The Third Circuit's holding in Gulf Oil, which was cited in Valero, is similar. In Gulf Oil, the court construed a warranty contract that contained a force majeure clause.
Giving consideration to the parties' entire contract, and not limiting itself to the force majeure provision in isolation, the Third Circuit rejected the supplier's argument.
The Third Circuit repeatedly emphasized that its holding was based on the warranty nature of the supply contract and the absence of any contractual limitation on the source of gas to be supplied.
In my view, interpretation of the force majeure provisions in Valero and Gulf Oil was tied to the contracts' warranty nature. To the extent the cases discuss foreseeability, it is in the context of analyzing, first, whether the disrupting event that one party sought to qualify as a force majeure was actually the contingency contemplated by the parties when they assigned risk, and, second, whether the nature of the contract was such that broader contractual obligations prevent this type of event from excusing performance. The foreseeability analysis was a practical evaluation of the parties' agreement as a whole to determine whether the identified event was within the contract's assignment of risk such that the risk could not qualify as a force majeure.
The foreseeability analysis was not, as ConocoPhillips contends and the Court holds, a pronouncement that common law doctrinal aspects of force majeure engraft a general unforeseeability requirement into force majeure agreements (or at least the catch-all clause of the force majeure provision) even without contract language to support such a requirement.
ConocoPhillips Failed to Meet Its Summary Judgment Burden to Disprove, As a Matter of Law, TEC's Affirmative Defense of Force Majeure
ConocoPhillips brought a breach-of-contract claim against TEC and sought liquidated damages. ConocoPhillips moved for and prevailed on its summary-judgment motion, arguing that it established all elements of its breach-of-contract claim and, along with it, disproved TEC's affirmative defense of excused-delay protections as a matter of law.
To defeat ConocoPhillips's motion for summary judgment, TEC was required to bring forth evidence sufficient to raise a genuine issue of material fact on its force majeure affirmative defense.
In my view, summary judgment in ConocoPhillips's favor on the inapplicability of the force majeure provision was error for three related reasons. First, as discussed above, the force majeure provision does not explicitly include an unforeseeability requirement to invoke its protections, and the established rules of contract-interpretation do not support adding to the parties' contract such a term they did not include.
Second, the force majeure provision, when read in light of the general understanding of the terms the parties did choose to include, is unambiguous in the scope of its excused-delay protections. It excuses delay when a party has been "prevented or hindered" from performing either "by reason of fire, flood, storm, act of God, governmental authority, labor disputes, [and] war" or "any other cause not enumerated herein but which is beyond the reasonable control of the Party whose performance is affected." The former includes particular events; the latter is broader, but is not without its own limits because the parties restricted other cause to only causes that are "beyond the reasonable control" of the party. These terms contain no ambiguity.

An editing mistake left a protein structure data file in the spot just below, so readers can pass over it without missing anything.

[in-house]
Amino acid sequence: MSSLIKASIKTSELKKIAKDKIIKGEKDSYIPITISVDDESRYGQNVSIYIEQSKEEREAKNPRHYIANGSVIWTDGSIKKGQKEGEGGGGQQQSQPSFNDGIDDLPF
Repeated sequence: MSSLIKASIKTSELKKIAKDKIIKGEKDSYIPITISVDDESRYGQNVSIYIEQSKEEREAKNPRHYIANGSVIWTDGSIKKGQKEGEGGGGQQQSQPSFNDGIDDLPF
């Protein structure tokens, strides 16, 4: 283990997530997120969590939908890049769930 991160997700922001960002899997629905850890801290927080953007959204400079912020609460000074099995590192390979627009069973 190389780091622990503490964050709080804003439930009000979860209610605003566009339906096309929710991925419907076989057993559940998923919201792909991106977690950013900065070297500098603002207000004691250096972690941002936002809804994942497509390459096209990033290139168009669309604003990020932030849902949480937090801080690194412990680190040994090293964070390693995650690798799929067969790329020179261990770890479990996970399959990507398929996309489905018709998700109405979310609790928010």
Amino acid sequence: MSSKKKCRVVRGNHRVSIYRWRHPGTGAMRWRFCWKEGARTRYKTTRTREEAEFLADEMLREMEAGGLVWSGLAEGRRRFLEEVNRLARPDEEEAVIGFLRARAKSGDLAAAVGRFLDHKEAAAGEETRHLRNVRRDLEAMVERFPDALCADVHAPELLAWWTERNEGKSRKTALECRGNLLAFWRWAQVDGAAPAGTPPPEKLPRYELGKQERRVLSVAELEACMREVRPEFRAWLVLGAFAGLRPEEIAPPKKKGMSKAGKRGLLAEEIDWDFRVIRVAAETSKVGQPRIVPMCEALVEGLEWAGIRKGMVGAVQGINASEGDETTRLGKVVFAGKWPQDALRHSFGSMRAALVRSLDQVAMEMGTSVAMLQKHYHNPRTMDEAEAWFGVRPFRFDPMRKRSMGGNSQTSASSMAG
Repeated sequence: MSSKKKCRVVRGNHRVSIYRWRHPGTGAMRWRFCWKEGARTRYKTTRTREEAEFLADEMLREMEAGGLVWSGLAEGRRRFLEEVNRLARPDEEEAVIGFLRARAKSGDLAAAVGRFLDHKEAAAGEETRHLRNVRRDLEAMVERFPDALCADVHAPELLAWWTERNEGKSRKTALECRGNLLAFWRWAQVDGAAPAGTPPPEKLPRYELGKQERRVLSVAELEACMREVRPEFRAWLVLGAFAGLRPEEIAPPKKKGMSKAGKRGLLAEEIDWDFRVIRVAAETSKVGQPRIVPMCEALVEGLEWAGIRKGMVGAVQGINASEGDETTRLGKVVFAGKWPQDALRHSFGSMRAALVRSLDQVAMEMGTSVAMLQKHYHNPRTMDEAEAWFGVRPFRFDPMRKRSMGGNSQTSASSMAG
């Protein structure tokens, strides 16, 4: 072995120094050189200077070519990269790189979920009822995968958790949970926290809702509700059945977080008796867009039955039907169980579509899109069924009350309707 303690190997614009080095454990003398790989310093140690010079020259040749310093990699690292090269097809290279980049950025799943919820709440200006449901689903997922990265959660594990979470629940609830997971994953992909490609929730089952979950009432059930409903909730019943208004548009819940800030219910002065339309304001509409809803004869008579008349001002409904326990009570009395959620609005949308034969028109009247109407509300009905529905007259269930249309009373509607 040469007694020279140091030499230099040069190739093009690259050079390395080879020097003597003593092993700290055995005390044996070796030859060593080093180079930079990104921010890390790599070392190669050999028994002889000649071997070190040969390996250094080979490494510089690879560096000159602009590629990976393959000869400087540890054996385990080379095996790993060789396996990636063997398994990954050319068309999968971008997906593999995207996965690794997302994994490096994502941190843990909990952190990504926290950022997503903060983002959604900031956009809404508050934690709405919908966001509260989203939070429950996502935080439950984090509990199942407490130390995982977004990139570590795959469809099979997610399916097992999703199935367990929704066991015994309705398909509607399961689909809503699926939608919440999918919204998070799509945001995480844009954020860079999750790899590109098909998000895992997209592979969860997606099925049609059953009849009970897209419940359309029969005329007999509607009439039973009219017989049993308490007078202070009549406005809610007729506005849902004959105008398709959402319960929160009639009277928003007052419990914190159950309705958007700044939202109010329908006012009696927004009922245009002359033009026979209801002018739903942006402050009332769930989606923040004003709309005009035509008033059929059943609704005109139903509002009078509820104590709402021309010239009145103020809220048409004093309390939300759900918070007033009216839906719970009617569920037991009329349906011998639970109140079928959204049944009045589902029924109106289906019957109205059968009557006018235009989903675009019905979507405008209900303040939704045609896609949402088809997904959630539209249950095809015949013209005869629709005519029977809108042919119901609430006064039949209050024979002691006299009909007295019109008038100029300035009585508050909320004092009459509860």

ConocoPhillips elected to set the standard of "hindered" for the qualifying obstacle. Dictionary definitions of hinder include "to keep back; restrain; get in the way of; prevent; stop" and "to make difficult for; thwart; impede; frustrate."
Moreover, during the period of hindrance, the contract is not terminated; instead, it is "suspended" until the hindrance is lifted. The parties' election to allow the contract to be suspended, which in effect extended their obligations, also suggests a low threshold before the clause applies. Parties may choose to include excused-delay provisions, like this, because of the varying effect of a failure to perform. Typically, when a party fails to act under a contract, the party is in breach, and the other party is excused from further performance.
In conclusion, there is no evidence from the terms of the remainder of the parties' agreement or the nature of the agreement itself to support injecting an otherwise unagreed-to term into their agreement. On the contrary, the combination of both low thresholds counsels against interpreting the parties' agreement to require a higher standard of unforeseeability.
The trial court and this Court accept ConocoPhillips's argument that TEC could not avail itself of the force majeure clause as a matter of law because the clause silently, but by implication, incorporated the common law requirement that a force majeure event be unforeseeable. I disagree for three reasons. First, the court's injection of additional terms is inconsistent with well-established Texas contract-interpretation rules. Second, the use of the word hinder in the force majeure clause and the parties' decision that the excuse applies not only to terminate a party's performance obligation but to suspend it suggests that the parties did not agree to a narrow and restrictive unforeseeability requirement. Third, the general nature of this contract is very different from the warranty contracts on which ConocoPhillips relies. Therefore, I respectfully dissent.